"We understand [Pamela Bennett] had a relationship with one of the people who were involved in that lab," Sgt. Muszynski told the paper on October 3. "We don't know his location at this time."
Muszynski's colleague across the river in Lewiston, Idaho, David Kane, special agent in charge of the Lewiston Criminal Investigation Bureau, says that person is Joseph Blake -- who had disappeared three weeks before Bennett.
"Our information was that the person who claims to be Blake -- we don't know what his real name is -- had been in the [Lenore] residence for well over a year," says Kane. "He'd paid a large sum of money down [towards the purchase price], but it's my information that Blake was defaulting on the payments."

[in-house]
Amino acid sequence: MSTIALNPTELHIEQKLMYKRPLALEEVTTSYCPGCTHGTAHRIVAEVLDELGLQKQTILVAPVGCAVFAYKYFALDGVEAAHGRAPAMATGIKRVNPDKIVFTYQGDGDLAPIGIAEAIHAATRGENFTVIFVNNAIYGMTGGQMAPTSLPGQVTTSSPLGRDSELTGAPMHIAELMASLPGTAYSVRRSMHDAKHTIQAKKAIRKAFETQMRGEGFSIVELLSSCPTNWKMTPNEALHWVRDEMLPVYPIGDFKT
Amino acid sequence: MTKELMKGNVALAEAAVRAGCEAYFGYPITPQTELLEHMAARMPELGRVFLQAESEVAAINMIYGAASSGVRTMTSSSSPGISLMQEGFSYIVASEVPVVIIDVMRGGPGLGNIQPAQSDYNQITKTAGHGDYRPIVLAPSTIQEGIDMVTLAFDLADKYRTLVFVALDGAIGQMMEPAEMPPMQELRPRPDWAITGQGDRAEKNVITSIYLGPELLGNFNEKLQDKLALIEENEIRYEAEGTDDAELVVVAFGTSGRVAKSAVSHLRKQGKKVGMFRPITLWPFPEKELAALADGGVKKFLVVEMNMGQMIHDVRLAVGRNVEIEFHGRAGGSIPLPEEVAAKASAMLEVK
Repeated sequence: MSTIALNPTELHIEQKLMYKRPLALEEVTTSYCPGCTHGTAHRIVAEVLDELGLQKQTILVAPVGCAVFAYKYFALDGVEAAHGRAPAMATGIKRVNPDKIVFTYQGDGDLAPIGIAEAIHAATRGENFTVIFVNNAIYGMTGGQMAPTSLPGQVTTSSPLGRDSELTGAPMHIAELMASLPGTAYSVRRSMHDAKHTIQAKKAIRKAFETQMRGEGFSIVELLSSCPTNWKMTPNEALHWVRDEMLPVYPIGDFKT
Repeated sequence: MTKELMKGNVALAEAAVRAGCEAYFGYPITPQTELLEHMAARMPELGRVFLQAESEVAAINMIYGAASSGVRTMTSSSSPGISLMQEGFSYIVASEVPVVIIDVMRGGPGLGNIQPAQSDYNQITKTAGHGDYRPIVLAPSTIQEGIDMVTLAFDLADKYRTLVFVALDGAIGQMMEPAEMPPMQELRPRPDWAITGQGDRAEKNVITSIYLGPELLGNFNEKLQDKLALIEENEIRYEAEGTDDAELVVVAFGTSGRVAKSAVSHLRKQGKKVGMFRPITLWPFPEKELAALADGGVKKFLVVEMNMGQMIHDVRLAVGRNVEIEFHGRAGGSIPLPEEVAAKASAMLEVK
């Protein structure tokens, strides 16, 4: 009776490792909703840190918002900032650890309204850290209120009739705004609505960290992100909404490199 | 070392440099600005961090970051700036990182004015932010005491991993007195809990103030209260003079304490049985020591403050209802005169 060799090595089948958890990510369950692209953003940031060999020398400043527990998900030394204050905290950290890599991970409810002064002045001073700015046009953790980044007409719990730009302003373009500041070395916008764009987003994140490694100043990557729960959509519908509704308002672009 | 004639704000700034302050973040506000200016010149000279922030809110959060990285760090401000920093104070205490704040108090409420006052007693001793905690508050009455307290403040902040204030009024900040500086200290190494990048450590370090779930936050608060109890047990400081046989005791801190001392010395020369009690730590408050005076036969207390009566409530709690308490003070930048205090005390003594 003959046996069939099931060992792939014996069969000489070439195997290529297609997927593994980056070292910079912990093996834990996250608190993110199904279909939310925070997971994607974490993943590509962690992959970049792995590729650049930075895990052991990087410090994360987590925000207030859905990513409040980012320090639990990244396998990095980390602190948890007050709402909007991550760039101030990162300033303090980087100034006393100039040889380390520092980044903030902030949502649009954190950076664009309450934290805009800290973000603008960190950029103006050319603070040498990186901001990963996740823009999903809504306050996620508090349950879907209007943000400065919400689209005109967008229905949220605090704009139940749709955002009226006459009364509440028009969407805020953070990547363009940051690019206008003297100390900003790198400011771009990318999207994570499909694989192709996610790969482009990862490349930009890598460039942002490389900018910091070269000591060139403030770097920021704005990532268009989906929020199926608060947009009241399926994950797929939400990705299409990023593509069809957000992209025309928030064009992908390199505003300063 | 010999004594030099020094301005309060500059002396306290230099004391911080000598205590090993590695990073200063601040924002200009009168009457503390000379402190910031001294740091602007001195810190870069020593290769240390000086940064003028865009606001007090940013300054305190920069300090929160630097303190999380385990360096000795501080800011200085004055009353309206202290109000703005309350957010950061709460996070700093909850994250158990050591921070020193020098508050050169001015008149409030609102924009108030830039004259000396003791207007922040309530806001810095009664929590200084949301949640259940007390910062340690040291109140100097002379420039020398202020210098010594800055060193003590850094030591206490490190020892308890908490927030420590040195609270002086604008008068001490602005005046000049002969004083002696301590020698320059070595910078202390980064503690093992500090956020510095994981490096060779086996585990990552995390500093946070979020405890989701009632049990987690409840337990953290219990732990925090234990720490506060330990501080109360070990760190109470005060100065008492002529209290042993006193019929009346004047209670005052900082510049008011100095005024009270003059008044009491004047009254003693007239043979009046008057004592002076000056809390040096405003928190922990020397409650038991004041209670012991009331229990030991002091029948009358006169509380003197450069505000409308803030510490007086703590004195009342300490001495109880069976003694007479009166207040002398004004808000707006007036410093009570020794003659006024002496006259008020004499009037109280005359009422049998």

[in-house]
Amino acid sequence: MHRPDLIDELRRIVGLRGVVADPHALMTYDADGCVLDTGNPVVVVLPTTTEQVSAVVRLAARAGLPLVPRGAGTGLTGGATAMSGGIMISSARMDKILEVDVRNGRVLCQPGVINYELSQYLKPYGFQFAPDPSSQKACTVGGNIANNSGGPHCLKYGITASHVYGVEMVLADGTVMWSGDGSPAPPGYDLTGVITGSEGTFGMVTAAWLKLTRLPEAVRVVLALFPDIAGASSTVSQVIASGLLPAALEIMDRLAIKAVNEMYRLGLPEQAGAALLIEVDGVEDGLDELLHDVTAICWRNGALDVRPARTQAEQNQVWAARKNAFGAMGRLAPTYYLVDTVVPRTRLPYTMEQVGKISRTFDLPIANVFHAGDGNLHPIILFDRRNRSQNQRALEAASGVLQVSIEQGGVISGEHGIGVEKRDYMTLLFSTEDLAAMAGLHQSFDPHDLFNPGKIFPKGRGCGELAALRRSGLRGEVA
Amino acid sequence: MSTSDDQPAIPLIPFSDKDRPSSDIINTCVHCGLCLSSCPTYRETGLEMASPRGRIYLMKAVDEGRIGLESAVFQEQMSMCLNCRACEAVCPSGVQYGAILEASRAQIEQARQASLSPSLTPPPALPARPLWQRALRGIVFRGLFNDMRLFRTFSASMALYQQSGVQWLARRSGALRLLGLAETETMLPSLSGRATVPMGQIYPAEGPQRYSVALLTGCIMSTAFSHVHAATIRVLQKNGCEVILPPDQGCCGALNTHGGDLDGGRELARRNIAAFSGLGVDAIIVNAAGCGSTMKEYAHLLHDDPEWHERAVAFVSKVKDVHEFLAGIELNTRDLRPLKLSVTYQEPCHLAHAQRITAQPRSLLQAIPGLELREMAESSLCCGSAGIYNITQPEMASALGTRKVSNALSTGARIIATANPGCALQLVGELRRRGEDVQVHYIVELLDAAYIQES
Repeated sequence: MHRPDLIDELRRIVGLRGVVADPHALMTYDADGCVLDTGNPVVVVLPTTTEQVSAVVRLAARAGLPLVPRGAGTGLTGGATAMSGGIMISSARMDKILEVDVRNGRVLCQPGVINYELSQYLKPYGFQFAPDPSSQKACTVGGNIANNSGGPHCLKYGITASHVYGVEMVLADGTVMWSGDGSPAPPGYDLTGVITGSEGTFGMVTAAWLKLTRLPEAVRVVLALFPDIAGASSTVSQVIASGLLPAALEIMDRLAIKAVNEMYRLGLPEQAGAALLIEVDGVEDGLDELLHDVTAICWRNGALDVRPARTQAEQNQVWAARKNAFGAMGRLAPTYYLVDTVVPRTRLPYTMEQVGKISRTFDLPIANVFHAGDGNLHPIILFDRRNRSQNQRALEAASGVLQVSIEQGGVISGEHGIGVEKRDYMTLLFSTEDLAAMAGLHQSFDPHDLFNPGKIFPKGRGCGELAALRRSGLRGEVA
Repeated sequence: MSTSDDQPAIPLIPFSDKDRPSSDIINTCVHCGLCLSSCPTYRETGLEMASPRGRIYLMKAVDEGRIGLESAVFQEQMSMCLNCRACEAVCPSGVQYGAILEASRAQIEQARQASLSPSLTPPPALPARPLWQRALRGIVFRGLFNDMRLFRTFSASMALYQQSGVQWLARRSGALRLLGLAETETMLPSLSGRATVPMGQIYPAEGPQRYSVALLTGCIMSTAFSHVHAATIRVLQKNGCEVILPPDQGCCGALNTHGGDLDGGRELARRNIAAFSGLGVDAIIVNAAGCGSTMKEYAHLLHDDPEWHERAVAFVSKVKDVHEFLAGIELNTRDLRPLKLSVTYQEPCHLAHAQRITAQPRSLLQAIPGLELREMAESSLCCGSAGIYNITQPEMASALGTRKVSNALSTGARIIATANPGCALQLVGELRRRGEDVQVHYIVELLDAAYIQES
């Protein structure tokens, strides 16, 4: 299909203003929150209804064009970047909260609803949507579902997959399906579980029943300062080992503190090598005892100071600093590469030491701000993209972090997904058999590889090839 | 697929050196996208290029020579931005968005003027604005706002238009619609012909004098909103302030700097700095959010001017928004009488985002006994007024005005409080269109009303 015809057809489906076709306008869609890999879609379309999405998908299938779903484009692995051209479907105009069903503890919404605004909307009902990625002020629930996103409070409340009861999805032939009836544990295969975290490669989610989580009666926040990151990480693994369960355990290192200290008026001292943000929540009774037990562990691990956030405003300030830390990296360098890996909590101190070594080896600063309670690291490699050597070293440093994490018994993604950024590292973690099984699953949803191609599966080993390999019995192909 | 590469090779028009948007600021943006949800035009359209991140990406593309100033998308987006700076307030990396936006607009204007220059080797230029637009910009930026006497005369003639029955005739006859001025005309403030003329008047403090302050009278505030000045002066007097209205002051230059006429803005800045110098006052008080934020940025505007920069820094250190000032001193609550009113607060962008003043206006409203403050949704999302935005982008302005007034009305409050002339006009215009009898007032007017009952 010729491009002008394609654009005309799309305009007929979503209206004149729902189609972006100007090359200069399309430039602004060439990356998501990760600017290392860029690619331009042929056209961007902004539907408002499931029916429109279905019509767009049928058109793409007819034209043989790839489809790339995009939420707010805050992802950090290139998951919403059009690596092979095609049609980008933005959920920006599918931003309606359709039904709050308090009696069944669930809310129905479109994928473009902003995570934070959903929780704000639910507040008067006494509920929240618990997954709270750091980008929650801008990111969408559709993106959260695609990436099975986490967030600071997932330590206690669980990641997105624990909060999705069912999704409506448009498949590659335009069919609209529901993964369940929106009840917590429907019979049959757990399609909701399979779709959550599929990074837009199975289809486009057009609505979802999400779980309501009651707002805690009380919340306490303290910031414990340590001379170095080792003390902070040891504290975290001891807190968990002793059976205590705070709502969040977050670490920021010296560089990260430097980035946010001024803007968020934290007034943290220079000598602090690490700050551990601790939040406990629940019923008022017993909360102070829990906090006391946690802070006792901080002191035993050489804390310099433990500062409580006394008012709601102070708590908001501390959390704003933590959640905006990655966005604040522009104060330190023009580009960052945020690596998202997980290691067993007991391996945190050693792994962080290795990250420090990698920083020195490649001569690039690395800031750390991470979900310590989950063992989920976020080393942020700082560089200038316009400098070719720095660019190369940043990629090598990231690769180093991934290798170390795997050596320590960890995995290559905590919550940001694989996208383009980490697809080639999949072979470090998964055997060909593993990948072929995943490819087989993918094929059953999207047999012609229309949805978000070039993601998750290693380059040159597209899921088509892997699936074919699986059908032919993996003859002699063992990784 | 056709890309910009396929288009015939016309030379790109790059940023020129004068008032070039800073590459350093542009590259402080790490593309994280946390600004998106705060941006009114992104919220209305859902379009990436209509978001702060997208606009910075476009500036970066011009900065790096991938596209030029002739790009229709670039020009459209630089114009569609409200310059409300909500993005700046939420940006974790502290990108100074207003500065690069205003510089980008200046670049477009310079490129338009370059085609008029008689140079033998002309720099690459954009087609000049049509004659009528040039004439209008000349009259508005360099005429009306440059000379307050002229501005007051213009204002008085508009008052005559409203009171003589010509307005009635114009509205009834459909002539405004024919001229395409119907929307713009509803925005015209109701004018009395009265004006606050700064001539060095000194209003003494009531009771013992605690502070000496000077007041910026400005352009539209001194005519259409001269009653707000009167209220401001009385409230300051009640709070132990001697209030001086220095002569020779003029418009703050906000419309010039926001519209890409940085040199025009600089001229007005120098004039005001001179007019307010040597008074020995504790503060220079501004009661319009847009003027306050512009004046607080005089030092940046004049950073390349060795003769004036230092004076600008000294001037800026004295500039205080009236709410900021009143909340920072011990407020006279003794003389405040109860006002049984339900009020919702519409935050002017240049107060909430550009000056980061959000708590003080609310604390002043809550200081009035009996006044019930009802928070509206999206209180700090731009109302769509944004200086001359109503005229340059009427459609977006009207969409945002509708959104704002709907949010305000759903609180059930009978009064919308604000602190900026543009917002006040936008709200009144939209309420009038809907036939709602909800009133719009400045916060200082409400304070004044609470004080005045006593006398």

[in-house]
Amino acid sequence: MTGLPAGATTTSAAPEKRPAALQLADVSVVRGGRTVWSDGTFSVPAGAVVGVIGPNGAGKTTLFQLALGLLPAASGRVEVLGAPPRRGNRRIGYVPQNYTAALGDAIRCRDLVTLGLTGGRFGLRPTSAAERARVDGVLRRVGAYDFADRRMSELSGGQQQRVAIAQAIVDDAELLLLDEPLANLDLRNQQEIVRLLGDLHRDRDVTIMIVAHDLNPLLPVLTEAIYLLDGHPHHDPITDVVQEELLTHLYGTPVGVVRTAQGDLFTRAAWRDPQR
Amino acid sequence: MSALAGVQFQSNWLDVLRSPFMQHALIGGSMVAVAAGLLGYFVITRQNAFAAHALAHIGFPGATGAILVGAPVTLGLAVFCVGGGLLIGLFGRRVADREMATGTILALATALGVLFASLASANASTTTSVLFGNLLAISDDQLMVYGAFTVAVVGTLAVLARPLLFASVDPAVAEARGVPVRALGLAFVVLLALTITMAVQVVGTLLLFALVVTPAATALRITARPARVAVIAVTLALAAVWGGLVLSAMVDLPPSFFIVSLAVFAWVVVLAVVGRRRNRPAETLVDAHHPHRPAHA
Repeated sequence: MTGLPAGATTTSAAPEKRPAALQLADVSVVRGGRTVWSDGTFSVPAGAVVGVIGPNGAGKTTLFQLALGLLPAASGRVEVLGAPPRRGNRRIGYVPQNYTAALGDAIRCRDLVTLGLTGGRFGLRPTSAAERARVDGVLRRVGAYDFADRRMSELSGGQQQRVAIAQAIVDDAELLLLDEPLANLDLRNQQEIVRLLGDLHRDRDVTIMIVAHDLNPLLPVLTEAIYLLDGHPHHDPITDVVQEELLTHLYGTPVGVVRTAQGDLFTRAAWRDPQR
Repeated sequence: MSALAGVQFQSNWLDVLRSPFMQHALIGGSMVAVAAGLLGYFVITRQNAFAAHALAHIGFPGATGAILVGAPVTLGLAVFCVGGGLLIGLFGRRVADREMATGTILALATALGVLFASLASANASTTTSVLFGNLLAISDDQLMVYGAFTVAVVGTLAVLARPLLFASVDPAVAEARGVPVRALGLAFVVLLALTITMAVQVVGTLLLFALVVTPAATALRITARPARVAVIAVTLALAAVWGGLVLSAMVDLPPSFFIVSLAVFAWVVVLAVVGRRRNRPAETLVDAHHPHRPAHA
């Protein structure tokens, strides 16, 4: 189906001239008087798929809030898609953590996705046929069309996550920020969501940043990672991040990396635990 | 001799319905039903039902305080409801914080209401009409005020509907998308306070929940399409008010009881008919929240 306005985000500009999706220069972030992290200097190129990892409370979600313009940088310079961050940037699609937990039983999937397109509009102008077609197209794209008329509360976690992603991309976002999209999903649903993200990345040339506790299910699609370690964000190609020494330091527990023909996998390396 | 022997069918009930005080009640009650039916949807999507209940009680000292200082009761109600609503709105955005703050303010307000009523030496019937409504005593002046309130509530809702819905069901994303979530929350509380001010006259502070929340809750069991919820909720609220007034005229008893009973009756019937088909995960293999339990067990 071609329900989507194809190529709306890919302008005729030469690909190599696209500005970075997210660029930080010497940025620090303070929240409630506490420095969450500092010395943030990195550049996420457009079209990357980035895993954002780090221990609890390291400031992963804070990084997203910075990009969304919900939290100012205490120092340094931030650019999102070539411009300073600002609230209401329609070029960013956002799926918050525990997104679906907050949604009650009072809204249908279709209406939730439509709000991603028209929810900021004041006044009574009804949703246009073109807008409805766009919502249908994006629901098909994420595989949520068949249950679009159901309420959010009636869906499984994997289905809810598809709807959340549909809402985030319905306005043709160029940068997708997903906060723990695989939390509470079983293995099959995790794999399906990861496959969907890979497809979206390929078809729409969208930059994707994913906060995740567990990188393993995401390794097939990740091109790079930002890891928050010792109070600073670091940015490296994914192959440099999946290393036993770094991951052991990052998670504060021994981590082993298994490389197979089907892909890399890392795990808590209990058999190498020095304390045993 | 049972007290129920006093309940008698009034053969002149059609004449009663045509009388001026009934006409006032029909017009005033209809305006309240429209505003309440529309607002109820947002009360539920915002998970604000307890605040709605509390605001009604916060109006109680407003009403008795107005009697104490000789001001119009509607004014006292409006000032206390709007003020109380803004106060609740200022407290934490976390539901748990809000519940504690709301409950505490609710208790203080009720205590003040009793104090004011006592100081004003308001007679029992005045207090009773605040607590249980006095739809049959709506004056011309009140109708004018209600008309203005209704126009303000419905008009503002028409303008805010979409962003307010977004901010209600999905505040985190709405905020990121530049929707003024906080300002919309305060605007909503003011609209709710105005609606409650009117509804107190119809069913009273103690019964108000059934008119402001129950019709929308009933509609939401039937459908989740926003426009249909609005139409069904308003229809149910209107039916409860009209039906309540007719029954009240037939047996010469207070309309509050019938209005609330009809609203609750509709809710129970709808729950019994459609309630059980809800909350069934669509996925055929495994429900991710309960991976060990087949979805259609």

Kane says that's not surprising. "They'd made their money [from their methamphetamine lab operation]. I'm sure he was [happy for the owners to take the house back]. That way he doesn't have to worry about all the chemical contamination." Kane says he hasn't yet charged Blake. "We're working with [state and federal] prosecutors to come up with [charges] -- except we don't know which of his several aliases to charge him under." Kane says Blake's case shows how the meth trade, which historically came from such areas as San Diego, Riverside, and San Bernardino, is reversing gears. "We do know that [Blake] was involved in sending large quantities of methamphetamine out of this area to California. We've seized well over three pounds of that at one point in time. Your [Southern California] law enforcement down there is doing a pretty good job of putting pressure on these people, driving them up to our areas. We really appreciate that! They're opening the map of the United States, seeing where there's little population, a large land mass of open areas and limited law enforcement, and they're coming up with Idaho as one place. The lab seizures in the state of Idaho have increased probably 400 percent in the last year. Meth is our number-one drug up here." But Kane worries about publicizing Blake's and Bennett's disappearance in San Diego. "If [Blake] has gone to Tijuana, we don't want to chase him further into Mexico."